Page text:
- It is a long way to travel, and for workers in many countries it is a utopian dream to hope for a profit that can be used to travel to Norway for. You have to keep in mind that in many countries, a daily income for ordinary workers is only around one dollar. Then they have to work for at least six months to get a ticket with the Danish boat from Frederikshavn.
- Astrup points out that for the Norwegian left and the trade union movement, Norwegian jobs are more valuable than jobs in Africa, Asia and South America?
- He turns the issue upside down. Again, he focuses only on economics, and not on reality. For a poor worker in Guatemala, it is not the salary of a Norwegian worker that is the problem. In Guatemala, the poor earn significantly less than we do, but to do something about it, they do not need free trade. They need the opportunity to wage an independent wage struggle and create a system that creates security and gives them the opportunity to develop. Moreover, we cannot simply compare Norway and Guatemala, or any other country in the third world without looking at the internal class divisions. The internal differences in Guatemala are extreme, with some being insanely rich, while many are struggling from day to day. Guatemala is the country in the world with the most privately owned helicopters per capita. And it is not the poor who own these.
- What should we focus on, if the opportunity for increased income is not to be the most important?
- Giving the poorest a better everyday life takes time. Open borders create greater poverty if a number of conditions are not in place first. Here I am talking about basic things like education, infrastructure and health. When these three areas function in a country, and it has a healthy population that is also qualified and conscious, then we can talk about open borders.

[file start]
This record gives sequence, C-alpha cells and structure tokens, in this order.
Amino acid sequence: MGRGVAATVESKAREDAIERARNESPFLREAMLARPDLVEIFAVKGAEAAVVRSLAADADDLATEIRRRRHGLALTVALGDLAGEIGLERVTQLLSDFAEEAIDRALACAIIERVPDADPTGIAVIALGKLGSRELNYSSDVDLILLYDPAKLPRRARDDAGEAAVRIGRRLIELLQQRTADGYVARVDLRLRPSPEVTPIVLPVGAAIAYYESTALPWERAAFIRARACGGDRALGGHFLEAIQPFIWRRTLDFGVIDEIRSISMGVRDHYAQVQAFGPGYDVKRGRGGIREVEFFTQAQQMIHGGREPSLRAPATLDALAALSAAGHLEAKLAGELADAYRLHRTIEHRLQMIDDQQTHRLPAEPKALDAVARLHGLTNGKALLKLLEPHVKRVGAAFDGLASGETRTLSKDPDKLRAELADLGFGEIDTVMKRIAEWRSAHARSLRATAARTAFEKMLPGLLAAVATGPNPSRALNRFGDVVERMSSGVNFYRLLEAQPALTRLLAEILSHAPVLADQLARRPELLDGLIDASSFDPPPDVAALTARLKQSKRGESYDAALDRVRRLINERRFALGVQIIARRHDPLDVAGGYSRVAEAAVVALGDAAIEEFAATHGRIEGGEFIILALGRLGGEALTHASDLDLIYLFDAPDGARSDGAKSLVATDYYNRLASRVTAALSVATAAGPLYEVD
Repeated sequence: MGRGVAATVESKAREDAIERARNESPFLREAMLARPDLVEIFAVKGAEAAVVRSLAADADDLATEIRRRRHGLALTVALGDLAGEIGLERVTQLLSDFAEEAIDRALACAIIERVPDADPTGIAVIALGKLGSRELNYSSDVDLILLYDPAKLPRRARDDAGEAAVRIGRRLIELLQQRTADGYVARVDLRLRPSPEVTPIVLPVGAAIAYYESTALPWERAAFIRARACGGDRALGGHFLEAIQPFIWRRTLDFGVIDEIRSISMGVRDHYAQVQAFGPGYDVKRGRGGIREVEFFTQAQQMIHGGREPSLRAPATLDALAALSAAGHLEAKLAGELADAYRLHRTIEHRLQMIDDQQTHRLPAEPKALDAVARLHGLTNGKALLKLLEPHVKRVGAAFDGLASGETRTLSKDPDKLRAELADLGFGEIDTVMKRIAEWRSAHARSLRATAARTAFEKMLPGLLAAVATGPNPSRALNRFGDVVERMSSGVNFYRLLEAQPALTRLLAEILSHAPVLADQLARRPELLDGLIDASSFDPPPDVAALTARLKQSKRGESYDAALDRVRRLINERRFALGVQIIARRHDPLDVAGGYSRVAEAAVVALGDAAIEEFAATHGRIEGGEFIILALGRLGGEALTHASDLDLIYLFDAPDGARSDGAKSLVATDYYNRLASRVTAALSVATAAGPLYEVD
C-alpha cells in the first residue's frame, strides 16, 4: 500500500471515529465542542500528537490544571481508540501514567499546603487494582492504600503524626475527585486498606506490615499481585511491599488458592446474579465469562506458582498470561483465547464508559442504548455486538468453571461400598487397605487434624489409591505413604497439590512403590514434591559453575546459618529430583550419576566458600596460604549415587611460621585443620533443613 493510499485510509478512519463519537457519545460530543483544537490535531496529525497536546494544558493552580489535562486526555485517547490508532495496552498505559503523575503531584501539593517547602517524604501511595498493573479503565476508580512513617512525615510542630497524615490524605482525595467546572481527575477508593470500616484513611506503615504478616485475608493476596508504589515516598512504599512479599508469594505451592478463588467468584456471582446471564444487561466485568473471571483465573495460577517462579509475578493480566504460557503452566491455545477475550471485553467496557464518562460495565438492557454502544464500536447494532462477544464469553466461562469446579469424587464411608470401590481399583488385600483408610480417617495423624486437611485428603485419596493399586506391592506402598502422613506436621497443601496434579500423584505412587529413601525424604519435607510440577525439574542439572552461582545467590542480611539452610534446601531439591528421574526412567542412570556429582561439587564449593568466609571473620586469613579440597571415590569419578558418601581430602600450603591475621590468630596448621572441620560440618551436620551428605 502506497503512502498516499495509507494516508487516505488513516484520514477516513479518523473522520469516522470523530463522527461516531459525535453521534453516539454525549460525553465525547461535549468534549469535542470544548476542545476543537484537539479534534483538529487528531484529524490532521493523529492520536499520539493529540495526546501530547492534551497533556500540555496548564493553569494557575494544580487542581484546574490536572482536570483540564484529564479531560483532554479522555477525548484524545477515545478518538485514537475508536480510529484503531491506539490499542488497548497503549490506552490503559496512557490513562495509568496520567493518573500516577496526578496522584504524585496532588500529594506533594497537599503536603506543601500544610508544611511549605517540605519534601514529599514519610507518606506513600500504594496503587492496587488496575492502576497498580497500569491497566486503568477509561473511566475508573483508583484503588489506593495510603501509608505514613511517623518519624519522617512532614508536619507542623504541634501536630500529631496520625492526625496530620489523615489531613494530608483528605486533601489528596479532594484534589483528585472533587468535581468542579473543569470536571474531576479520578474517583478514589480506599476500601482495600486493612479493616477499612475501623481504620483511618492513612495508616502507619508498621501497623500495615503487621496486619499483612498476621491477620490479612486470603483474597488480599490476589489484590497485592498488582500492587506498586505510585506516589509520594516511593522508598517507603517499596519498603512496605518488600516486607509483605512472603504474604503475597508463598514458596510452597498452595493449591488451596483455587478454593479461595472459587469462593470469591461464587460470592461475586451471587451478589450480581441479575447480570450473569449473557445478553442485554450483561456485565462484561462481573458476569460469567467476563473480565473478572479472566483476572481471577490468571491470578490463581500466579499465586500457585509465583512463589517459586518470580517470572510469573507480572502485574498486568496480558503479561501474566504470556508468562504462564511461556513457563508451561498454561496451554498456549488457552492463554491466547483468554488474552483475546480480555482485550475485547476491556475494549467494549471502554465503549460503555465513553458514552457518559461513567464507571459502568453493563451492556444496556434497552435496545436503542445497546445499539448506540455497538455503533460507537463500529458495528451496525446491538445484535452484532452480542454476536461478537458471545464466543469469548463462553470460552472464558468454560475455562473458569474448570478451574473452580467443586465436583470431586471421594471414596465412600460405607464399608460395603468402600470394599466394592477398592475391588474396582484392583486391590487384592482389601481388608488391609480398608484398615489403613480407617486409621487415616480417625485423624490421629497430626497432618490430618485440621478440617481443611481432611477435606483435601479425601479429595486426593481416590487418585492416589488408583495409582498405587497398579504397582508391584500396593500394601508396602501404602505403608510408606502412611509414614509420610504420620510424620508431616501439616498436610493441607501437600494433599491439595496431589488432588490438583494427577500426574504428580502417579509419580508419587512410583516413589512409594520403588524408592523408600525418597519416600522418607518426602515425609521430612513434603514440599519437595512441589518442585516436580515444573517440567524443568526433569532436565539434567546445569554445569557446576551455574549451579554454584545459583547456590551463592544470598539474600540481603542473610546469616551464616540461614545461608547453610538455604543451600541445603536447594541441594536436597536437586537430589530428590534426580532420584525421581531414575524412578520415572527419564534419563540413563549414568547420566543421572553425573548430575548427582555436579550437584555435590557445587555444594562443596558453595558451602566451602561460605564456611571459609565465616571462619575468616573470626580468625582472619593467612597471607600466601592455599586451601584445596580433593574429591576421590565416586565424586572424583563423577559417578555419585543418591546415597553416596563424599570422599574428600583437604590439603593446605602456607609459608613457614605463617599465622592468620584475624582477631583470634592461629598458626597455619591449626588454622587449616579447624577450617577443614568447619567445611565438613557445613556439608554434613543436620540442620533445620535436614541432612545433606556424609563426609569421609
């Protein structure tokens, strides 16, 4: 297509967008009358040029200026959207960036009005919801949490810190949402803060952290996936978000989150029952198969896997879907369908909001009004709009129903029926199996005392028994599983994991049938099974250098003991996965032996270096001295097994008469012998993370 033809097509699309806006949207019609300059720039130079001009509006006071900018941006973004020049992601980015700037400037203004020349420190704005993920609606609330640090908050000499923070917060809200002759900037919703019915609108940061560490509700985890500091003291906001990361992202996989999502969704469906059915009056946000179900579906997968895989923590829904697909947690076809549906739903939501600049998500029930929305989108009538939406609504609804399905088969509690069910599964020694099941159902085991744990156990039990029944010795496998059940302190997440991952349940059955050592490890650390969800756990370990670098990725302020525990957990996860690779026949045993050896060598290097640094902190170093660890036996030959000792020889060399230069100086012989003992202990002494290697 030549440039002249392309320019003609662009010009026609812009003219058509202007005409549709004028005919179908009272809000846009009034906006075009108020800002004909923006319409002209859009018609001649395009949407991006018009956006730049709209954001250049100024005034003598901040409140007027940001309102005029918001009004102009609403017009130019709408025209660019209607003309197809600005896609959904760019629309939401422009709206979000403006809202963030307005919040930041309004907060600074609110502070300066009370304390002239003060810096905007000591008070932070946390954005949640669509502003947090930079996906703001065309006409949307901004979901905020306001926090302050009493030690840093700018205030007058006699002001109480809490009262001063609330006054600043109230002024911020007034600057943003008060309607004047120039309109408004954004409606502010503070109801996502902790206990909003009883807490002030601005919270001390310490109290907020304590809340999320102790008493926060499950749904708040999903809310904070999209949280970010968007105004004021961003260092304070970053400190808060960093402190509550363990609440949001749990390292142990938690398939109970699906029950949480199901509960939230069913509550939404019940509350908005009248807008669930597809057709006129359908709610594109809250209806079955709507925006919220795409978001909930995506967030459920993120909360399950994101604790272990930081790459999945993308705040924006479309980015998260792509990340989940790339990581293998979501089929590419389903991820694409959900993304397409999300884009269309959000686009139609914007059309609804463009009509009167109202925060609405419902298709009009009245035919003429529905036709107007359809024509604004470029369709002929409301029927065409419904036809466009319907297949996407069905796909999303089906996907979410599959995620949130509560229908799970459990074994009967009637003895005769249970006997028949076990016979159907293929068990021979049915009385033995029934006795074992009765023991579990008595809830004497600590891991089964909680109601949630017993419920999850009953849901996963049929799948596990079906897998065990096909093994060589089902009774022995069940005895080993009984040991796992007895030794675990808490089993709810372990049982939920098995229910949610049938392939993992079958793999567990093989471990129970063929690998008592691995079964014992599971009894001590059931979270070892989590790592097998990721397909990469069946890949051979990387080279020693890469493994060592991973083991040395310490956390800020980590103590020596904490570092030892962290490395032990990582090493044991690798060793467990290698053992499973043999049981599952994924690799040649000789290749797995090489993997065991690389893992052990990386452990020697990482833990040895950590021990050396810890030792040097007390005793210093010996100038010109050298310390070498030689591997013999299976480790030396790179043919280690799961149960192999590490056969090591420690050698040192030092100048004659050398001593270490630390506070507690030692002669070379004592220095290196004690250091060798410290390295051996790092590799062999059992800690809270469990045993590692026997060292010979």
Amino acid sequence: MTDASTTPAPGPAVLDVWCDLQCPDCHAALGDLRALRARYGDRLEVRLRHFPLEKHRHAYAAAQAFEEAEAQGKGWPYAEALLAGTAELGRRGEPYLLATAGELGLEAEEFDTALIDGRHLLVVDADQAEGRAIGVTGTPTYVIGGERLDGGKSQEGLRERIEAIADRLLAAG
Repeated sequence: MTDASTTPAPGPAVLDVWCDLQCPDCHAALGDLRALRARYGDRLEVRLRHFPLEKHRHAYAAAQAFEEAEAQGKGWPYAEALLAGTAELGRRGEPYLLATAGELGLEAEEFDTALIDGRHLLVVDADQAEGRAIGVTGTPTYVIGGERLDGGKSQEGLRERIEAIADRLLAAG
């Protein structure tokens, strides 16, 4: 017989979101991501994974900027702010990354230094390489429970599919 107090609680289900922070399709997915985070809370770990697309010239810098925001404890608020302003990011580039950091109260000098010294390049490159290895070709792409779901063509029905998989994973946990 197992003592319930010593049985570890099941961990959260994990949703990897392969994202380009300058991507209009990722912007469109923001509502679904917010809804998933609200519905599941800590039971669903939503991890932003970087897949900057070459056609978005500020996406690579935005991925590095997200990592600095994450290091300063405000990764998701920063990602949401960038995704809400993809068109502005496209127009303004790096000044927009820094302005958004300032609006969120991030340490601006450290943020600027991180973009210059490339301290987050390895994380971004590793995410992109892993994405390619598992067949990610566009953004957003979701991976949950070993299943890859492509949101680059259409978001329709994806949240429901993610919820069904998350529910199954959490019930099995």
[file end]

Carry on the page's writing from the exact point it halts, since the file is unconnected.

Today, the situation is that open borders lead to increased social dumping. In Norway, we offer Eastern European workers jobs for a fraction of what any Norwegian would accept, while closing the borders of the workforce from the rest of the world. Those who come to Norway are also those who have an education, and it is not good that we let educated people from the third world come to us, while the poorest population must remain in their home country. We need to start with ourselves, and look at what it is we offer those who come to us. We must see what we can do for the poor who, with today's liberal thinking in world trade – something the current Norwegian government supports – do not have a living chance of participating on equal terms. It is the large multinational companies that control this, and they have no interest in securing the wage and labor rights of the workers. They live well by letting the poorest of the poor compete to get paid as little as possible to do a job.
- It is the bourgeoisie who show solidarity in Norway. Do you agree with that statement?
- When Astrup says that solidarity with immigrants and the world's poorest is strongest on the bourgeois side in Norwegian politics, he misses badly. Showing solidarity with the powerful multinational companies instead of with the poor is not solidarity. The poor countries should be allowed to give their own companies the opportunity to build up within the country's borders.
- Are you just happy with SV's policy in this area?
- I think that SV and the Norwegian trade union movement do a good job both when it comes to securing wage and working conditions for everyone in Norway – including immigrants. They also do a good job in many third world countries. Unfortunately, there is a majority in the Storting that actively does what they can to stop all immigration to Norway.
But I would like to see that the SV was more offensive in the immigration issue and to open the borders for free immigration.